A major operator in Saudi Arabia is currently performing coiled tubing drilling in some gas wells. Fluid returning from well contains a high concentration of hydrogen sulfide (H2S), with an average of 3.0% to a maximum of 8.0% v/v of H2S reported. This gas is partially dissolved in the water produced from the well. The sour water is separated throughout two different vessels, then it is discharged into an atmospheric tank and ultimately into large, open bio-pits that a major operator designed to collect the effluents from the wells.
The composition of the sour water coming from the second separation vessel shows dissolved H2S content as high as 3,500 ppm. The current water treatment to scavenge H2S relies on a solution of iron-gluconate that is injected as a liquid after the second separator, before the water enters the atmospheric tank. However, the volume of iron-gluconate injected is excessive due to stoichiometric reactions.
A field-trial application was proposed utilizing a Triazine-based product as an alternative to the current treatment because Triazine can scavenge twice the amount of H2S as compared to iron-gluconate. In addition, the reaction products are water soluble, which means they will not precipitate into the sludge deposited at the bottom of the bio-pits, avoiding risks of later release of H2S when they are emptied.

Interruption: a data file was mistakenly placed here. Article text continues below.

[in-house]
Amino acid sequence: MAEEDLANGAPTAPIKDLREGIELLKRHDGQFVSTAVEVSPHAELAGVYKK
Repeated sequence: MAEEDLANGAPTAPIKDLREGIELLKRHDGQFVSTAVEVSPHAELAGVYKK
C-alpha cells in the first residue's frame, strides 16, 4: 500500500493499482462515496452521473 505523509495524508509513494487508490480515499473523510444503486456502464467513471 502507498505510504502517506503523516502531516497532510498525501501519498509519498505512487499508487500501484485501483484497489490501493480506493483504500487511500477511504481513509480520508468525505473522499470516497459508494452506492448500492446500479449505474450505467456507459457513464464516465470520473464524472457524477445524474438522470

The key performance indicators (KPIs) set by the major operator during the field-trial application included the treatment of H2S dissolved to a concentration less than 100 mg/L in the waste water. The sulfide concentration was monitored before and after chemical treatment utilizing the Garret Gas Train (GGT) for sulfides.
A total of 1,930 ft in 3 laterals were drilled, and H2S concentration in the waste water was successfully reduced to the desired levels utilizing the Triazine-based product with fewer volumes of chemical treatment.